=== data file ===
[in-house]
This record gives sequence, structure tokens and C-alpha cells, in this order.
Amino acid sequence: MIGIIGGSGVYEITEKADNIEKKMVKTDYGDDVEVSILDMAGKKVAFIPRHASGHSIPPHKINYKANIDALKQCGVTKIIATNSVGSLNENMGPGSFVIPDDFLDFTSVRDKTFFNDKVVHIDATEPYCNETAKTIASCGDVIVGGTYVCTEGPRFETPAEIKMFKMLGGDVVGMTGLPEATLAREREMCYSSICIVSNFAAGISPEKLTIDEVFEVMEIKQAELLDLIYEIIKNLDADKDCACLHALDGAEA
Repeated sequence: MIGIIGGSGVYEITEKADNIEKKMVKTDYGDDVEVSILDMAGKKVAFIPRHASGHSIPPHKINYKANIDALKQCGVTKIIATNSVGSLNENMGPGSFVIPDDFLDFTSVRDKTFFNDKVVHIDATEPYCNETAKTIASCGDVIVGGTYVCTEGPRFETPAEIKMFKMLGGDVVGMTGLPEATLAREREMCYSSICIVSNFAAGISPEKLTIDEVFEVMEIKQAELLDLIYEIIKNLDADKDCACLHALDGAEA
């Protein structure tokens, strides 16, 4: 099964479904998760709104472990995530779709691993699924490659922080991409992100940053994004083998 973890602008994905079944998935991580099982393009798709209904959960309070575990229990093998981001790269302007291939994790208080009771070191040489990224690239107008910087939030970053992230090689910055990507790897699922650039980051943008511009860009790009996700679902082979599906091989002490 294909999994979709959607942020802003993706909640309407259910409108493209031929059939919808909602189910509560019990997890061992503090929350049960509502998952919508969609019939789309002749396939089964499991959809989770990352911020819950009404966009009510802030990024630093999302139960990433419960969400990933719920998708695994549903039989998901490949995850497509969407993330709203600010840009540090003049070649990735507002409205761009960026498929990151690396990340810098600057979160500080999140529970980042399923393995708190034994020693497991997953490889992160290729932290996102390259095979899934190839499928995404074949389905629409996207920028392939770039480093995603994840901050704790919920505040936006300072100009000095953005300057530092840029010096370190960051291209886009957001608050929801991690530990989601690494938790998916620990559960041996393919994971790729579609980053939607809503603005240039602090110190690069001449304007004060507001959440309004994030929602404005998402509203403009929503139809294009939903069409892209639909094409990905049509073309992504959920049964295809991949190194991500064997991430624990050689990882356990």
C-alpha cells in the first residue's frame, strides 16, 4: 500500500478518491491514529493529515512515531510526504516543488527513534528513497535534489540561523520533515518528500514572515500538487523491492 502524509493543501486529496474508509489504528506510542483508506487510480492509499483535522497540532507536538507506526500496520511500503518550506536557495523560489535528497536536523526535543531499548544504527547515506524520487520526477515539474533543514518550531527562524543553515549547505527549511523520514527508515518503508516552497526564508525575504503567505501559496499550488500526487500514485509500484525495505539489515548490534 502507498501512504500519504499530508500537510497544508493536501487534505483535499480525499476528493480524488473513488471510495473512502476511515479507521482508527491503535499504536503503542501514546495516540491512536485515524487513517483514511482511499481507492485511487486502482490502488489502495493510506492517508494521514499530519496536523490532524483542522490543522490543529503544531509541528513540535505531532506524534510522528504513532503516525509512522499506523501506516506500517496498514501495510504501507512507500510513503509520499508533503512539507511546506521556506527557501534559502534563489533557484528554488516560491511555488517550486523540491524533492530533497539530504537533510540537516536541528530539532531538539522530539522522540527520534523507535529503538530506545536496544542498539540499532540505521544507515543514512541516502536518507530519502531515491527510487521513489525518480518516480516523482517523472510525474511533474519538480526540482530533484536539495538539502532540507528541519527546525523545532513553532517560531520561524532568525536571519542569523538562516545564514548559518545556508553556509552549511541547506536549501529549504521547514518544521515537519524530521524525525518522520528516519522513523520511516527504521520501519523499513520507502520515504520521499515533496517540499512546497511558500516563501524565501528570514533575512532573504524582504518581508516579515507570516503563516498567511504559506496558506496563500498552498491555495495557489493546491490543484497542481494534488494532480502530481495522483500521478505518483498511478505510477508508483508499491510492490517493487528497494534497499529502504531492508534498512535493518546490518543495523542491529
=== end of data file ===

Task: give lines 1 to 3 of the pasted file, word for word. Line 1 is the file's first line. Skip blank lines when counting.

[in-house]
This record gives sequence, structure tokens and C-alpha cells, in this order.
Amino acid sequence: MIGIIGGSGVYEITEKADNIEKKMVKTDYGDDVEVSILDMAGKKVAFIPRHASGHSIPPHKINYKANIDALKQCGVTKIIATNSVGSLNENMGPGSFVIPDDFLDFTSVRDKTFFNDKVVHIDATEPYCNETAKTIASCGDVIVGGTYVCTEGPRFETPAEIKMFKMLGGDVVGMTGLPEATLAREREMCYSSICIVSNFAAGISPEKLTIDEVFEVMEIKQAELLDLIYEIIKNLDADKDCACLHALDGAEA